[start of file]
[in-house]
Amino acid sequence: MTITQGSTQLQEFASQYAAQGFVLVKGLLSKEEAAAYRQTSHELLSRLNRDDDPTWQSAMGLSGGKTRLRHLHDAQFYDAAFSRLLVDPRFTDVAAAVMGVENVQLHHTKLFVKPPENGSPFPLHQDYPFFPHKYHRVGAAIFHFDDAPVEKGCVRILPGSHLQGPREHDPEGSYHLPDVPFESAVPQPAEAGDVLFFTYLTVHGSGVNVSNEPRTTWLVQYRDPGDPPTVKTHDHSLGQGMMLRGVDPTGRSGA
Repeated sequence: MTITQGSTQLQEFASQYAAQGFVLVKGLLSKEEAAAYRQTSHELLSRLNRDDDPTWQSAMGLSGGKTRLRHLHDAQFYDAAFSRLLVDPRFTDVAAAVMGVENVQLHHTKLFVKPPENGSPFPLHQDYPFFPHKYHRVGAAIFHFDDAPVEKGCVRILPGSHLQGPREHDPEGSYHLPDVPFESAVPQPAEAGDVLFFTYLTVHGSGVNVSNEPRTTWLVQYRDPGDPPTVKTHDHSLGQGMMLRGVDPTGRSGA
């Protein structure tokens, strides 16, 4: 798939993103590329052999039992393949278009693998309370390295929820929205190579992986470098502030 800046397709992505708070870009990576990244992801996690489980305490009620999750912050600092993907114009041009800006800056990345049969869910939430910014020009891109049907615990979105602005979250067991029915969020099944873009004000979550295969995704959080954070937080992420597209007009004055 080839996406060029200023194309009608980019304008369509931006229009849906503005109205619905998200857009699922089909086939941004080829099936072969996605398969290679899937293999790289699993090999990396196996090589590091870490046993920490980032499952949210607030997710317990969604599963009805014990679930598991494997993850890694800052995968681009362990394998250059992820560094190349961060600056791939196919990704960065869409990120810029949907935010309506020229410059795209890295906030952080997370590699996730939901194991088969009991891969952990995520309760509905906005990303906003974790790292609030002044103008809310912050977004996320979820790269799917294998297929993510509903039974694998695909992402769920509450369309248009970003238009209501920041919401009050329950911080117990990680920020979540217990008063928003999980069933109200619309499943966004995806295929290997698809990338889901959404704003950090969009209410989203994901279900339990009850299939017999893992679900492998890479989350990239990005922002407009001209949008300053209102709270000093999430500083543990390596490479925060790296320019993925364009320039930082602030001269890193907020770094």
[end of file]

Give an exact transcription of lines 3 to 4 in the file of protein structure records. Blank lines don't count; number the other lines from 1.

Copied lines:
Repeated sequence: MTITQGSTQLQEFASQYAAQGFVLVKGLLSKEEAAAYRQTSHELLSRLNRDDDPTWQSAMGLSGGKTRLRHLHDAQFYDAAFSRLLVDPRFTDVAAAVMGVENVQLHHTKLFVKPPENGSPFPLHQDYPFFPHKYHRVGAAIFHFDDAPVEKGCVRILPGSHLQGPREHDPEGSYHLPDVPFESAVPQPAEAGDVLFFTYLTVHGSGVNVSNEPRTTWLVQYRDPGDPPTVKTHDHSLGQGMMLRGVDPTGRSGA
């Protein structure tokens, strides 16, 4: 798939993103590329052999039992393949278009693998309370390295929820929205190579992986470098502030 800046397709992505708070870009990576990244992801996690489980305490009620999750912050600092993907114009041009800006800056990345049969869910939430910014020009891109049907615990979105602005979250067991029915969020099944873009004000979550295969995704959080954070937080992420597209007009004055 080839996406060029200023194309009608980019304008369509931006229009849906503005109205619905998200857009699922089909086939941004080829099936072969996605398969290679899937293999790289699993090999990396196996090589590091870490046993920490980032499952949210607030997710317990969604599963009805014990679930598991494997993850890694800052995968681009362990394998250059992820560094190349961060600056791939196919990704960065869409990120810029949907935010309506020229410059795209890295906030952080997370590699996730939901194991088969009991891969952990995520309760509905906005990303906003974790790292609030002044103008809310912050977004996320979820790269799917294998297929993510509903039974694998695909992402769920509450369309248009970003238009209501920041919401009050329950911080117990990680920020979540217990008063928003999980069933109200619309499943966004995806295929290997698809990338889901959404704003950090969009209410989203994901279900339990009850299939017999893992679900492998890479989350990239990005922002407009001209949008300053209102709270000093999430500083543990390596490479925060790296320019993925364009320039930082602030001269890193907020770094």